By Miranda Marquit
My husband specializes in social psychology, leading his classes at some point each semester in a discussion about the impact of fear.
Fear, he teaches his students, is one of the great motivators. It prompts almost-immediate action -- and people rarely stop to think about what they are doing, especially if they are acting in groups.
Unfortunately, not only is fear a great motivator, it also clouds judgment. It is rarely a good idea to make a decision when your mind is clouded with fear, especially if that fear is bordering on panic.
Any decision you make based on fear, particularly if you following a panicked crowd, is usually a decision you will regret.
This is true especially when you invest. Volatility in the market can prompt some investors to sell quickly, without thinking the situation through. For example, there's been a lot of talk about a wealth-crushing phenomenon called the "triple top" in the financial media, making even the best of us skittish.
But when you sell based on fear, rather than on analysis, you are likely to make mistakes, and you are almost certain to violate the number one rule of investing: Buy low and sell high.
So how do you break away from that panicked crowd? There are three simple tricks, and I'm going to tell you what they are. And they all take you back to the basics.
1. Stop -- and don't sell anything yet.
If you find yourself itching to unload your investments because you are afraid of what's happening next, stop. Anytime you feel an impulse to mess with your investment portfolio, it's a good time to step back.
Ask yourself why you want to sell. Be honest. If you plan to sell because "everyone else is" or because you "can't trust the market," that's an indication you are panicking and not thinking things through.
Instead, take a few deep breaths, turn off whatever media is screaming at you to sell "RIGHT NOW!" and instead review the situation. Bottom line? You don't have to sell anything yet.
2. Look for opportunities.
If you want to keep from panicking during times of market volatility, one of the best things you can do is focus on the opportunities rather than thinking only of the bad news.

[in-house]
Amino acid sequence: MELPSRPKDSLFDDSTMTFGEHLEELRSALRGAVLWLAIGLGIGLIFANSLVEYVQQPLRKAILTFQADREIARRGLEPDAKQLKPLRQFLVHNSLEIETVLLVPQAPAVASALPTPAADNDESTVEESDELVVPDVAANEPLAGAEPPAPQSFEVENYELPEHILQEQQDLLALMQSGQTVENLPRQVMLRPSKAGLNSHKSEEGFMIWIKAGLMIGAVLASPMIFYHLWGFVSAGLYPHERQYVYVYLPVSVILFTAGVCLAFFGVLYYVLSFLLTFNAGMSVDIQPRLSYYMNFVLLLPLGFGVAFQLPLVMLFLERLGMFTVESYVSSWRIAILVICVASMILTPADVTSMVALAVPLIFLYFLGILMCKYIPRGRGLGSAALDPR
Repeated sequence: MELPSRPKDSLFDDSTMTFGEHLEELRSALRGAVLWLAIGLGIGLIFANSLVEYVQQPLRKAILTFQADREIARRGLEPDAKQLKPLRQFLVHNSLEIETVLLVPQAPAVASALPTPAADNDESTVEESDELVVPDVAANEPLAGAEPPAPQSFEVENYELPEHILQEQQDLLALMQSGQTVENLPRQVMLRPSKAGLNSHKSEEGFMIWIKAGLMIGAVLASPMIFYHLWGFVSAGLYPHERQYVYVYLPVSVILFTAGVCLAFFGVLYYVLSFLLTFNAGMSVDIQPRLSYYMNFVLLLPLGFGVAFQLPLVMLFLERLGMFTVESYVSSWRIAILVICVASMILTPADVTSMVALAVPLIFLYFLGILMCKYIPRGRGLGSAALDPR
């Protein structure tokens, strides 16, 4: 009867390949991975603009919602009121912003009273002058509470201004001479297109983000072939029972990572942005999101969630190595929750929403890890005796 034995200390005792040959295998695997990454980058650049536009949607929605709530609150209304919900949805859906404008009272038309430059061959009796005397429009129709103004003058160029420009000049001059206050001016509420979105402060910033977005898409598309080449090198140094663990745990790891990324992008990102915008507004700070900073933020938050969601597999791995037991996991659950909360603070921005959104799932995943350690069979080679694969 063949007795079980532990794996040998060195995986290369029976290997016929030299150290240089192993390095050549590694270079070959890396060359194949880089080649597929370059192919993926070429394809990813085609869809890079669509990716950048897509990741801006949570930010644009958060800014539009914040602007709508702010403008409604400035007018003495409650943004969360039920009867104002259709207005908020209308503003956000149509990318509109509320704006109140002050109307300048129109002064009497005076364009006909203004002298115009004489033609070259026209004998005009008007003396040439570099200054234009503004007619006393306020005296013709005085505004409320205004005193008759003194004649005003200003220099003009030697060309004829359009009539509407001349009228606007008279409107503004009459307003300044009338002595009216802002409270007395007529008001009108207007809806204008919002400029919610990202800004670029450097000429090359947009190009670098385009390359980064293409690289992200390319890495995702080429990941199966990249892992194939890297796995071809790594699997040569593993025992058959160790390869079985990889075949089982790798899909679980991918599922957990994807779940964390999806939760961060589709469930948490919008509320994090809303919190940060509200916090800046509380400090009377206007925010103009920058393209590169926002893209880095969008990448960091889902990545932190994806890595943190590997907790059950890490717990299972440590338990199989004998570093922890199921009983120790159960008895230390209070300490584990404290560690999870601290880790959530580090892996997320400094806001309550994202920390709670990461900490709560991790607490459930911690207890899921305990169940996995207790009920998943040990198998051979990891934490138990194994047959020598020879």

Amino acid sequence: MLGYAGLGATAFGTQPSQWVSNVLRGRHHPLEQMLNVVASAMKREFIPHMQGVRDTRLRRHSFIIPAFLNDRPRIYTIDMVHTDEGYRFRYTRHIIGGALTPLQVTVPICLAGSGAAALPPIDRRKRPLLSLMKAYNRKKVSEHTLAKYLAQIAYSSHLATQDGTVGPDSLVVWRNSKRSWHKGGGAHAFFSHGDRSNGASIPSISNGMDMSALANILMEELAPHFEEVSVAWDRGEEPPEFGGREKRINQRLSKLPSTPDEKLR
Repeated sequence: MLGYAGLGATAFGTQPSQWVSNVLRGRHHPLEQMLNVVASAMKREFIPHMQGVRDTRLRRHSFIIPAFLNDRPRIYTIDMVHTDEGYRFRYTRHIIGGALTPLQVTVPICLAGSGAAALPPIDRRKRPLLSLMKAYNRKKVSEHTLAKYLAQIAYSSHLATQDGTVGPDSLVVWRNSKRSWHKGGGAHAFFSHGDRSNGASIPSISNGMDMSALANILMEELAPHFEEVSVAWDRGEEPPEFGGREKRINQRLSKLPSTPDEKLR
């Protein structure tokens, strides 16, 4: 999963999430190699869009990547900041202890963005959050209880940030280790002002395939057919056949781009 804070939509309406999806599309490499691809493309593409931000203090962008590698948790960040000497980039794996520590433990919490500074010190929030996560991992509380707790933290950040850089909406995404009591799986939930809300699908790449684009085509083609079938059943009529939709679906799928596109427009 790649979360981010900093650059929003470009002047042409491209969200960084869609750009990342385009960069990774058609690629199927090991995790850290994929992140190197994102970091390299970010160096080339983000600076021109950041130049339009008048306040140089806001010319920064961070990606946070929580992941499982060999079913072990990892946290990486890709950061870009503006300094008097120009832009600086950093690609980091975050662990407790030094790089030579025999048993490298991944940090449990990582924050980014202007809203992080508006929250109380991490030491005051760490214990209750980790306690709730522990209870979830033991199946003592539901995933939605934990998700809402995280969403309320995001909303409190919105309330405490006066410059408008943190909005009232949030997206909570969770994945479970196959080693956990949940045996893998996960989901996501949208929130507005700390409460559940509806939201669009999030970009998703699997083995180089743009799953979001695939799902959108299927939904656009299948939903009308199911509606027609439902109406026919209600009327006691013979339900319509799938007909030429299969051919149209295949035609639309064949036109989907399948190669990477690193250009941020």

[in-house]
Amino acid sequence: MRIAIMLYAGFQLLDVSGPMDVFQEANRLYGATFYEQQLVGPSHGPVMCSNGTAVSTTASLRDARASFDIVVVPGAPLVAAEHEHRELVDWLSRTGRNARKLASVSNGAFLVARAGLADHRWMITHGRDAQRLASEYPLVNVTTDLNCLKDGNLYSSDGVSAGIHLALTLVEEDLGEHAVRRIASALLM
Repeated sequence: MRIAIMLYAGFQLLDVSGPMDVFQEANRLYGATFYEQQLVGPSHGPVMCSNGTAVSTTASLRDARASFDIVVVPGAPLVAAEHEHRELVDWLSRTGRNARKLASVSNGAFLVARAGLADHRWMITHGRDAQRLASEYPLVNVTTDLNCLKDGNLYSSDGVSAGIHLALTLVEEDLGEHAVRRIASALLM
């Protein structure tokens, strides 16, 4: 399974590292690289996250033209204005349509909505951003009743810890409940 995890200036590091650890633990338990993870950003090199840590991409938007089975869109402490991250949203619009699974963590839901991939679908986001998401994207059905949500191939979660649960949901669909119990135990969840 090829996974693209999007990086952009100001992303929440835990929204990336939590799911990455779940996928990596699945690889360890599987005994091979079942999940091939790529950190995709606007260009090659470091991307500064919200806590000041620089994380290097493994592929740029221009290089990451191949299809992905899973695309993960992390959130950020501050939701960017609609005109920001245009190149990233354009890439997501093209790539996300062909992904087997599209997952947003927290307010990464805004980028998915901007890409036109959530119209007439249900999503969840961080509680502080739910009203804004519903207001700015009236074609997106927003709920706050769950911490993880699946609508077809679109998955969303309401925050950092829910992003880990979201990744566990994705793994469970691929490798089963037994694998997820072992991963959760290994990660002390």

Market volatility usually offers the chance for you to find bargains. Maybe you can pick up stock shares for cheap or make other deals. Your mindset can make a big difference. If you have a little extra capital sitting around, a market drop can actually be an opportunity. Start thinking of market dips as chances to get fundamentally strong investments on sale, and you'll avoid panic fairly easily.
3. Stick to your investing plan.
One of the strategies for avoiding panic is to create a plan. When you have a good investment plan that focuses on asset allocation and investing in fundamentally strong assets, you are likely to weather the ups and downs of the market fairly well over time.
Put together an investing plan. Then, when market volatility threatens, remind yourself that you have a plan -- and that it's a solid plan. When you have a plan to fall back -- one that can help you stay the course -- you are less likely to panic and begin selling investments that you really should be keeping.
The Investing Answer: An investing plan that involves dollar-cost averaging and the purchase of index funds or index ETFs is usually the way to go. When you know that the stock market has never lost over long periods of time (20 to 30 years), it's a little easier to stay calm when you invest in index funds. Use dollar cost averaging, and invest a set amount of money each month.
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